A big wave of consolidation in the healthcare sector is still many years away and will be limited to only some cities as the industry struggles to scale up revenues, according to panellists at News Corp VCCircle Healthcare Investment Summit 2017.
“If there is a punchline for the industry’s problem, it is this – how to get revenues?” said Ajay Bakshi, CEO, Manipal Hospitals. “We have not applied the principles of science to scale up revenues. We don’t have shortage of money and patients. But we are not able to get patients in hospitals. Address this challenge and consolidation will happen automatically,” he said.
“Besides, it is difficult to change the culture of an organisation a company is acquiring. So, focus should be on building a uniform culture,” Bakshi said.
Abhishek Kapoor, senior vice president, strategy, Regency Healthcare, noted that there are a lot of hospitals in tier II cities but their growth has stagnated due to lack of funds. “These hospitals present investment opportunities that later could be assets for acquisitions,” he said, adding that it would take over five years for this to happen.
Kapoor said practitioners of 30-40-bed mom-and-pop hospitals are more involved in managing their businesses rather than using their skills as doctors and would want to get acquired by a hospital chain.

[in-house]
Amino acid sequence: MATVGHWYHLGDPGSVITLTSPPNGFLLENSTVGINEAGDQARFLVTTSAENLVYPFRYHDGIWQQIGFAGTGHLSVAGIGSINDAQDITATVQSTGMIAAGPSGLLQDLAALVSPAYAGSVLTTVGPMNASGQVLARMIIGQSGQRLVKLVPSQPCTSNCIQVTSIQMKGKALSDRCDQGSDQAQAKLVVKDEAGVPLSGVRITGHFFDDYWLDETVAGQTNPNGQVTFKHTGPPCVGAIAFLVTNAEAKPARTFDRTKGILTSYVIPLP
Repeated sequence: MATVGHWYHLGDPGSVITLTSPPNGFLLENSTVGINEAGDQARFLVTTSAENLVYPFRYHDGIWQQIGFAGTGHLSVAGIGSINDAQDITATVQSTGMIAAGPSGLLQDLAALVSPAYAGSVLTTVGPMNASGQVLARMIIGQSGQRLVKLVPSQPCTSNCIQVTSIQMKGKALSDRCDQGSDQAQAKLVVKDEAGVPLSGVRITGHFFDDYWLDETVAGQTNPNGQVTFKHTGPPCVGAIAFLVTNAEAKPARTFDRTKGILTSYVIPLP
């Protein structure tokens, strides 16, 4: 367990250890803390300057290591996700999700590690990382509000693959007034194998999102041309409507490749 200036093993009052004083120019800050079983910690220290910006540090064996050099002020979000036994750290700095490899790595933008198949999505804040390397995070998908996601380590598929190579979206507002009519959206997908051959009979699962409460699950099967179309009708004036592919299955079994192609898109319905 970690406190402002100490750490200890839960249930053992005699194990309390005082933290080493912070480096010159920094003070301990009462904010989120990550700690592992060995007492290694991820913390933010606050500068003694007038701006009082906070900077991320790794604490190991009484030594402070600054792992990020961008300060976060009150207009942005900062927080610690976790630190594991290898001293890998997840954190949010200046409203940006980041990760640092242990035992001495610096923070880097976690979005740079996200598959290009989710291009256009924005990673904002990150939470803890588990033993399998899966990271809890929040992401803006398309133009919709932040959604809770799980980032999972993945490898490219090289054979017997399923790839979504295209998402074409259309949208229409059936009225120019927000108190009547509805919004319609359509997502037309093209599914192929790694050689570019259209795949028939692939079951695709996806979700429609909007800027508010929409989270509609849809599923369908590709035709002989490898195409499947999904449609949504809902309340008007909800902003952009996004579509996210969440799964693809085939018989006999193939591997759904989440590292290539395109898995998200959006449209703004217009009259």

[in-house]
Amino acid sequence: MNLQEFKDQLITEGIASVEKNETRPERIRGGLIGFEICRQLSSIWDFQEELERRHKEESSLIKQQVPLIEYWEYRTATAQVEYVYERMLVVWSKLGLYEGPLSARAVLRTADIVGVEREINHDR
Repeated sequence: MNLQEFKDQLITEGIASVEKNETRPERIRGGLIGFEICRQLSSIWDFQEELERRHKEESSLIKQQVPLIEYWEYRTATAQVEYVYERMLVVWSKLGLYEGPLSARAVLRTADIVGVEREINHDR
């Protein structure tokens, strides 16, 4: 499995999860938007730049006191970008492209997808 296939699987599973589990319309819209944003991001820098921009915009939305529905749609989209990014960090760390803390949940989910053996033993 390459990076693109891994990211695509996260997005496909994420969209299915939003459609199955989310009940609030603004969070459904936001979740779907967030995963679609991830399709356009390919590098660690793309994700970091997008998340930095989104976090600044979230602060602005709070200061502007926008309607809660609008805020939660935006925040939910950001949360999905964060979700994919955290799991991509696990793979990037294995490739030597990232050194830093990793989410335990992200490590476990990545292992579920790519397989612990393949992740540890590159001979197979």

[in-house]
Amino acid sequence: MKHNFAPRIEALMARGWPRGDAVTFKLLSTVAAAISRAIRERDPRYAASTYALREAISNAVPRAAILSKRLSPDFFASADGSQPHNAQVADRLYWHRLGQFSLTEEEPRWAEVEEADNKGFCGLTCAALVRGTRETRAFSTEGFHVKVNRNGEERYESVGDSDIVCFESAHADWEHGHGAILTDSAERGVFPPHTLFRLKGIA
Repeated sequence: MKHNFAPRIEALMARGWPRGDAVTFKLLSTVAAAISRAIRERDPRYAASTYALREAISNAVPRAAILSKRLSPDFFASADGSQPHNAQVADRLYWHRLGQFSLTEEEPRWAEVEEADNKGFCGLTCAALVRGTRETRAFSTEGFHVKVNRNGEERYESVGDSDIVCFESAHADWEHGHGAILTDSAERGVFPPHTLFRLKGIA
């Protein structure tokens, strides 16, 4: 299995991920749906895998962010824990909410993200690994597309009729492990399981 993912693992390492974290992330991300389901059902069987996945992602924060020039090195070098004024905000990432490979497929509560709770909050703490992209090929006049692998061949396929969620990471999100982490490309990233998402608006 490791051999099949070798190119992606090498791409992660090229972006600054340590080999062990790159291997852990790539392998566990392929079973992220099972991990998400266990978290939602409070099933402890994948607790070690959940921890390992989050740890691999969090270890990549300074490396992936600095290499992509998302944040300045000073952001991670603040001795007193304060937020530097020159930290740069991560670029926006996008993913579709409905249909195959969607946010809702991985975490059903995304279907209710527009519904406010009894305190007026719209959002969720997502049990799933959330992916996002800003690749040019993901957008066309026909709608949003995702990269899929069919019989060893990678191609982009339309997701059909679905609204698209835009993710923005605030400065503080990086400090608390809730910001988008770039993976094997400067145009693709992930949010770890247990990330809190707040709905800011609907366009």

Bhaskar Rao, managing director and CEO of Hyderabad-headquartered KIMS Hospitals, seconded Kapoor’s opinion. “Realistic consolidation will happen the day when doctors realise that we have to work for clinical excellence,” he said.
Nitish Agrawal, managing director, Indium Capital, said cultural issues can pose challenges in consolidation across sectors though they might be more intense in healthcare. “Besides, acquisition of a chain of hospitals rather than a standalone hospital is more attractive as the financial stability of the former is good,” he said.
Private equity investments have been a driving force for consolidation, Agrawal said. “PE players come for a limited period. This leads to expectations about faster returns which are driving consolidation,” he said. He also noted that consolidation is happening mainly in top 10-20 cities.
Mudit Saxena, group CEO of CARE Hospitals, said technology would be the driving factor of consolidation.
CARE Hospitals’ Saxena said while the government’s move to cap prices of stents would make products affordable for patients, it can lead to concerns about quality.
The panellists also underlined the need to address regulatory challenges and pricing issues as these could hamper consolidation.
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